Cavaliers Set For Monster Home Opener Cubs Close To Deal With Joe Maddon Suns Renew With Verizon, Annexus Raptors Host Outdoor Event; Hornets Return MLS To Introduce New L.A. Franchise CSN Houston Case Nears Conclusion Judge To Hear NFL Painkillers Lawsuit NBC Sports, Breeders' Cup Extend TV Rights Giants Win Third World Series In Five Years
SBD/June 26, 2012/Events and AttractionsPrint All
IndyCar yesterday “abandoned its search” to replace the canceled inaugural race in China and “kept the Sept. 15 race at Auto Club Speedway as the season finale,” according to Louis Brewster of the L.A. DAILY NEWS. IndyCar CEO Randy Bernard said that the ACS race “would be a 500-mile race.” Bernard said, "The more we explored, the more we felt like we were rushing what could be good, long-lasting opportunities for the sport.” ACS President Gillian Zucker said, "I believe Randy worked very hard to keep things consistent. It would have been very hard to pull off a race in such a short time period. He was in a difficult position. But I think it was the right compromise. It works for the sponsors, Auto Club Speedway, our fans, the teams, the drivers and the owners" (L.A. DAILY NEWS, 6/25). IndyCar series sponsor Izod said that it “supported IndyCar’s decision not to add a 16th race, which is required as part of its deal” (INDIANAPOLIS STAR, 6/25).
SWEET 16? Road America President George Bruggenthies yesterday said of the decision to go with 15 events, "I'm not surprised. I'm OK with it. I would agree that in order to pull off an event you need to promote it correctly, and for us to do that, time would have been short -- less than 60 days -- and for someone else to come in on the schedule, they're going to have the same situation." Bruggenthies said that he “made what he considered a ‘fair offer’ for the race, which he believes to be more than Michael Andretti paid to resurrect the race at the Milwaukee Mile with five months' notice.” Bruggenthies: "As far as a sanctioning deal, I think Michael had a hell of a deal. It's easier to promote a race when you've got a favorable sanction.” He added, "What's hurting the IndyCar Series is the fee, and there's really no sharing and benefits to the promoter. Most big series you have some other benefits, whether it's TV revenue, hospitality, sponsorship sharing. Those things don't exist in IndyCar racing anymore" (MILWAUKEE JOURNAL SENTINEL, 6/25).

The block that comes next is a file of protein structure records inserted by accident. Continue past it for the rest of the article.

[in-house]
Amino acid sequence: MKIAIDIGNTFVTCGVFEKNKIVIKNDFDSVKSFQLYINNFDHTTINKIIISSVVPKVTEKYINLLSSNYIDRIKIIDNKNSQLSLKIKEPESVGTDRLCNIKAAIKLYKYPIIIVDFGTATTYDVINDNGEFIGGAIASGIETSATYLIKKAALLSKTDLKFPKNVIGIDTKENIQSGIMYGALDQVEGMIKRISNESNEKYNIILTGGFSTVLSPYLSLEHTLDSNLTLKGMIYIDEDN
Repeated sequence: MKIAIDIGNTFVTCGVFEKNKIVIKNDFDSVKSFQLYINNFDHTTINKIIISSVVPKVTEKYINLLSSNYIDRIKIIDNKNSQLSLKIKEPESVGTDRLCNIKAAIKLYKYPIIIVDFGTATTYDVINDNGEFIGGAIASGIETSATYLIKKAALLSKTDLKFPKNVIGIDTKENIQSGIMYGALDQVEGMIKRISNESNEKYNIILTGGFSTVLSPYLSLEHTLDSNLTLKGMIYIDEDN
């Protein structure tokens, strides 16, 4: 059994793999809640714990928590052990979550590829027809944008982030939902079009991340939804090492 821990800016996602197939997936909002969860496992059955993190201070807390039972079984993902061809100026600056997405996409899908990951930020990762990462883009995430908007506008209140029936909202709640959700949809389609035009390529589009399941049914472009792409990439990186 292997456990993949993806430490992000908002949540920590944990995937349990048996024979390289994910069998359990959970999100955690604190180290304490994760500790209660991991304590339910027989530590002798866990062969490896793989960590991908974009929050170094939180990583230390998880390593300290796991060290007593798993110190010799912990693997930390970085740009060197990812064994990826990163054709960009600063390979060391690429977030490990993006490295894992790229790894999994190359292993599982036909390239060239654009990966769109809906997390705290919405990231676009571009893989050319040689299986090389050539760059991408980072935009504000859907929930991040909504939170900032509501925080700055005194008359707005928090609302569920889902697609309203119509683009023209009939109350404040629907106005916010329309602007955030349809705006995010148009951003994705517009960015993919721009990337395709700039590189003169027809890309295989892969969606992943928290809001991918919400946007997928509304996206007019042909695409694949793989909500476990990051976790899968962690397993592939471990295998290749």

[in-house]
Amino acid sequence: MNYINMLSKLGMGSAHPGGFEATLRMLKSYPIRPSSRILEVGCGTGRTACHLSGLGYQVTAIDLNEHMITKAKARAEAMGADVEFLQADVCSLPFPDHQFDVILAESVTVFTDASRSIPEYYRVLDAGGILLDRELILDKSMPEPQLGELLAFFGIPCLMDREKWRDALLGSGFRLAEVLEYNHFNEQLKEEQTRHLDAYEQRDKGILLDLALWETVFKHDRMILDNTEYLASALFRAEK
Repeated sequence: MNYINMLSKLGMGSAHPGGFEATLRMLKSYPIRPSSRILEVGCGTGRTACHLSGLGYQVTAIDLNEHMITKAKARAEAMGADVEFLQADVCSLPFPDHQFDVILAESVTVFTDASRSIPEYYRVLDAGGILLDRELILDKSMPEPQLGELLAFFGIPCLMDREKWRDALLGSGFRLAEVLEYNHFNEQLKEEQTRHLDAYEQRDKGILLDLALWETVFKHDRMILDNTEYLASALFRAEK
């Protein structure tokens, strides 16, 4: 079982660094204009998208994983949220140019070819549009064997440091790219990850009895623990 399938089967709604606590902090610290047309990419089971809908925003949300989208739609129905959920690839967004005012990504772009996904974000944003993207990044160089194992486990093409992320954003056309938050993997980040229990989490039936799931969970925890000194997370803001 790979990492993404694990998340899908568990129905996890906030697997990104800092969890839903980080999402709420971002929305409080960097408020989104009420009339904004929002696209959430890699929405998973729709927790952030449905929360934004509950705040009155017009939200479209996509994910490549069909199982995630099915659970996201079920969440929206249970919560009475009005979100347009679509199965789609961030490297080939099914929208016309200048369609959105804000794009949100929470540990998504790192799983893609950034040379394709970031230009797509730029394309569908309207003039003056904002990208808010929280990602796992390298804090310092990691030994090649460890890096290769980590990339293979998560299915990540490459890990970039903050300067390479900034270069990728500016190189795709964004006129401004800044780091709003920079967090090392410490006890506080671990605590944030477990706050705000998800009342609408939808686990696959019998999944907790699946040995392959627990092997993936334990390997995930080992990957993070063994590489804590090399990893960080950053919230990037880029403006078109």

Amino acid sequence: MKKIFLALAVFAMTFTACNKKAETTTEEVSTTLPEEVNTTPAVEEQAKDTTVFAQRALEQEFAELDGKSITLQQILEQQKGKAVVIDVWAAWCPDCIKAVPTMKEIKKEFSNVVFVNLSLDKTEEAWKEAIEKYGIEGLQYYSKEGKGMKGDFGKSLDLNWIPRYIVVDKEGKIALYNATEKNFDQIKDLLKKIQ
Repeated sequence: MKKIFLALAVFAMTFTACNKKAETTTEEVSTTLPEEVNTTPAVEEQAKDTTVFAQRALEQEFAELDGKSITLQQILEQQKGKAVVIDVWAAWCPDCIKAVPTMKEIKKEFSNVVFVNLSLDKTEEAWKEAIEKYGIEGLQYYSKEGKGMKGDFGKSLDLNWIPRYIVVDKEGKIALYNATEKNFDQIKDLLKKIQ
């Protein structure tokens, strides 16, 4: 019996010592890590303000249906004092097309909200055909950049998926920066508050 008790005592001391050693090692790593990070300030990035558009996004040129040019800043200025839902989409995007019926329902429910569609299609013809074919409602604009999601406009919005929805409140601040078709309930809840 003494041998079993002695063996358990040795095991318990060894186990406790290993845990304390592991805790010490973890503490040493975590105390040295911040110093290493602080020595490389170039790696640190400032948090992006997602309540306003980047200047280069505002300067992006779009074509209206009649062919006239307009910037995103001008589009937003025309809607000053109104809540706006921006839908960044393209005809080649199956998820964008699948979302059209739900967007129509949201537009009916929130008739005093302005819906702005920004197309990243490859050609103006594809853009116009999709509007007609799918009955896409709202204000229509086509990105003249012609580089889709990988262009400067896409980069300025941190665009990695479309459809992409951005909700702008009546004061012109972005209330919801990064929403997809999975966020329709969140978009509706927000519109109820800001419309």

DNC organizers announced yesterday that they are "moving the much-touted Labor Day festival from Charlotte Motor Speedway to uptown Charlotte," according to a front-page piece by Smith & Washburn of the CHARLOTTE OBSERVER. In January, officials said that they were "shortening the convention to three days, and would forgo the traditional Monday opening for a festival at the Speedway to reach a wider audience." But yesterday evening, host committee officials said that moving the Speedway event "will provide attendees with a much stronger connection to the convention." Charlotte DNC Press Secretary Suzi Emmerling said that hosting the "CarolinaFest event along the Tryon Street corridor instead of 20 miles outside uptown makes for easier logistics." The CMS festival "had attracted little interest among correspondents planning to cover the DNC." CMS VP/Communications Scott Cooper said the staff was "very disappointed" in the decision to move the event (CHARLOTTE OBSERVER, 6/26). Meanwhile, in Tampa, Mark Puente notes a cocktail party at Tropicana Field "will jump-start the Republican National Convention on Aug. 26." The invitation-only gala "is expected to draw 20,000 people and have first-rate entertainment akin to a Super Bowl halftime show" (TAMPA BAY TIMES, 6/26).